From the research, it appears that sustainability is reaching new levels of awareness across the industry, especially among companies with more than 1,000 employees and those with formal, written sustainability policies, where 46 percent of respondents rated themselves as “very familiar.” Still, only 21 percent of all respondents claimed they were very familiar with the issues of sustainability in packaging. Nearly 40 percent said they were “somewhat familiar,” while 10 percent said they were not familiar at all.
Overall, 14 percent of respondents said their companies have formal sustainability policies. Among companies with more than 1,000 employees, 67 percent of respondents say they have established formal sustainability policies. Among privately-owned businesses, 62 percent say they have no sustainability policy or that it is under development.
DiVito pointed out that, over time, the adoption rates for most new ideas and technology tend to follow a classic bell curve, with a few early adopters pioneering an innovation, then rapid adoption among secondary adopters, followed by a rapid decline in adoption rates, leaving only a few stragglers behind. However, he says, the data from this survey shows a slower-than-expected implementation of sustainability practices, in which the adoption rate looks like it will be spread over a more substantial period.
Among the sustainability innovators and early adopters, a few characteristics did emerge, according to Divito. This group tends to work for larger organizations that have a high level of commitment at the corporate level, with staff dedicated to the sustainability function. Their primary activities include the CPGs, materials manufacturers and packaging converters.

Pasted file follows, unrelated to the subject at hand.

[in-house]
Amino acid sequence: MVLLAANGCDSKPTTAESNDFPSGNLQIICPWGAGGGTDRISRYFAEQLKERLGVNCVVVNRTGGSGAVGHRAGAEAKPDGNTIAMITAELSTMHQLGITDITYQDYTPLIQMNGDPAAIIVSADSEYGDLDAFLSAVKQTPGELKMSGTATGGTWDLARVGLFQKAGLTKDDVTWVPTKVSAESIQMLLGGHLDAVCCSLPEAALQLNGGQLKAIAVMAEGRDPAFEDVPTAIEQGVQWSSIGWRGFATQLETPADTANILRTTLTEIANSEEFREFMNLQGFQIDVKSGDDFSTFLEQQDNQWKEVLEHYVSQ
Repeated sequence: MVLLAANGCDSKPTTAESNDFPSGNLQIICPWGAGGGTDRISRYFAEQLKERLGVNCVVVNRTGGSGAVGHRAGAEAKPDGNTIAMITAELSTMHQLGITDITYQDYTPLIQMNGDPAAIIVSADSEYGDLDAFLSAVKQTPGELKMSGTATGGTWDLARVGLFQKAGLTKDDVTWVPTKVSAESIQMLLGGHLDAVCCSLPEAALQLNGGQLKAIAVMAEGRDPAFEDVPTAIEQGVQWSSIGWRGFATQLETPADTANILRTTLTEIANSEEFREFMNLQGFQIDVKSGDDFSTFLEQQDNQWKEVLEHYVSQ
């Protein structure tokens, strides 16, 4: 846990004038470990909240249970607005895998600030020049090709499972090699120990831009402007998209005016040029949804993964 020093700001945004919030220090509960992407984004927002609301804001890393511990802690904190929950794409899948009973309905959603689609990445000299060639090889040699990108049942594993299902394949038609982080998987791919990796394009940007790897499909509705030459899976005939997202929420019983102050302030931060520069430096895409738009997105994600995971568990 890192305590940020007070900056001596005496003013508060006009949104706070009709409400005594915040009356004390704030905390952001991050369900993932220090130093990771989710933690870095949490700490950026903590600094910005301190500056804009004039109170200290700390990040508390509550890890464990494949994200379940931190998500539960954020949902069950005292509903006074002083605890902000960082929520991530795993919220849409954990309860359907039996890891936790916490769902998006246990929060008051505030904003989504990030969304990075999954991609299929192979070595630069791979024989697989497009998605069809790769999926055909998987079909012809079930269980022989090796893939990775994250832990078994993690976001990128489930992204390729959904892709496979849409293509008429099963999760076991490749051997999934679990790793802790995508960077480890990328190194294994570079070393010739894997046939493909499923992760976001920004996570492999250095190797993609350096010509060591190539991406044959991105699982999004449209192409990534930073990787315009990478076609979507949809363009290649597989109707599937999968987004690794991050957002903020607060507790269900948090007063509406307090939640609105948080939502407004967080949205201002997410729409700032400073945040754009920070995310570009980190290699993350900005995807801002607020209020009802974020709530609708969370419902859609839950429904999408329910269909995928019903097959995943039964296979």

The survey showed that early adopters are implementing sustainable practices across a number of areas and in an in-depth manner. Another key factor is that the innovators say they are being pushed by customers, who are either seeking or requiring suppliers who utilize “green” protocols.
Once packaging companies have become aware of the need for sustainable practices, the survey shows they have some difficulties defining “sustainability” and how they develop and implement practices that make it a reality. They were asked to rate the importance of factors included in the SPC's definition, which is widely accepted as the industry's best characterization of sustainability.
Recognizing that packaging is an important part of business, respondents from all groups said sustainability must meet market demands for performance and cost. This translates into the market saying that it wants to protect the environment, but not at any cost. The next most important factor is that packaging be beneficial, safe and healthy thoughout its life cycle.
“Based on all the junk science being touted as fact by the Kool-Aid drinkers, the definition is the challenge,” says one respondent. “How do you define what no one can agree on?”
Far and away, the biggest challenges to making their current processes more sustainable are higher costs and being able to produce packaging of comparable quality, respondents say. However, about a third of the group also expressed concerns with increasing raw materials prices and their ability to institute sustainable practices using their existing packaging systems.
One participant pointed out how difficult it is to find cost-effective solutions that meet the sustainability criteria. “Without cost-effective solutions, they (sustainable practices) are not sustainable in the long run,” he said.